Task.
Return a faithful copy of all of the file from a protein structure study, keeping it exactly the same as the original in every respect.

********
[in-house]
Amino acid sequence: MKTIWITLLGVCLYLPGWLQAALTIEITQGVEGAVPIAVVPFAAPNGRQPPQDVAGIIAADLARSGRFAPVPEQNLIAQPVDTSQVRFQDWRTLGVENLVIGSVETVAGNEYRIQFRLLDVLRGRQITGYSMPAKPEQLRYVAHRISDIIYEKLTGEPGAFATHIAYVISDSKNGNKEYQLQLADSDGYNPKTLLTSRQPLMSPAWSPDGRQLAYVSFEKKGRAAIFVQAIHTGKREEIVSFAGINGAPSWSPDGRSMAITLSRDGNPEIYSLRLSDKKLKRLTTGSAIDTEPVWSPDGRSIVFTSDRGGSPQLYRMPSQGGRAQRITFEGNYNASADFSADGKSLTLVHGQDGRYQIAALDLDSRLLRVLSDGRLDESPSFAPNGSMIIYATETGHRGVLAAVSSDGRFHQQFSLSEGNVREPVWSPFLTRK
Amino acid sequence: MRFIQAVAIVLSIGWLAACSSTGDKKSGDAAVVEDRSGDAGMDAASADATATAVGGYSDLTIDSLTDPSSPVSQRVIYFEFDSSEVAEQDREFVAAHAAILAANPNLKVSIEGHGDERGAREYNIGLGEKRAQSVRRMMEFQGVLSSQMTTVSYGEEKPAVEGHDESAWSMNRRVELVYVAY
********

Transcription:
[in-house]
Amino acid sequence: MKTIWITLLGVCLYLPGWLQAALTIEITQGVEGAVPIAVVPFAAPNGRQPPQDVAGIIAADLARSGRFAPVPEQNLIAQPVDTSQVRFQDWRTLGVENLVIGSVETVAGNEYRIQFRLLDVLRGRQITGYSMPAKPEQLRYVAHRISDIIYEKLTGEPGAFATHIAYVISDSKNGNKEYQLQLADSDGYNPKTLLTSRQPLMSPAWSPDGRQLAYVSFEKKGRAAIFVQAIHTGKREEIVSFAGINGAPSWSPDGRSMAITLSRDGNPEIYSLRLSDKKLKRLTTGSAIDTEPVWSPDGRSIVFTSDRGGSPQLYRMPSQGGRAQRITFEGNYNASADFSADGKSLTLVHGQDGRYQIAALDLDSRLLRVLSDGRLDESPSFAPNGSMIIYATETGHRGVLAAVSSDGRFHQQFSLSEGNVREPVWSPFLTRK
Amino acid sequence: MRFIQAVAIVLSIGWLAACSSTGDKKSGDAAVVEDRSGDAGMDAASADATATAVGGYSDLTIDSLTDPSSPVSQRVIYFEFDSSEVAEQDREFVAAHAAILAANPNLKVSIEGHGDERGAREYNIGLGEKRAQSVRRMMEFQGVLSSQMTTVSYGEEKPAVEGHDESAWSMNRRVELVYVAY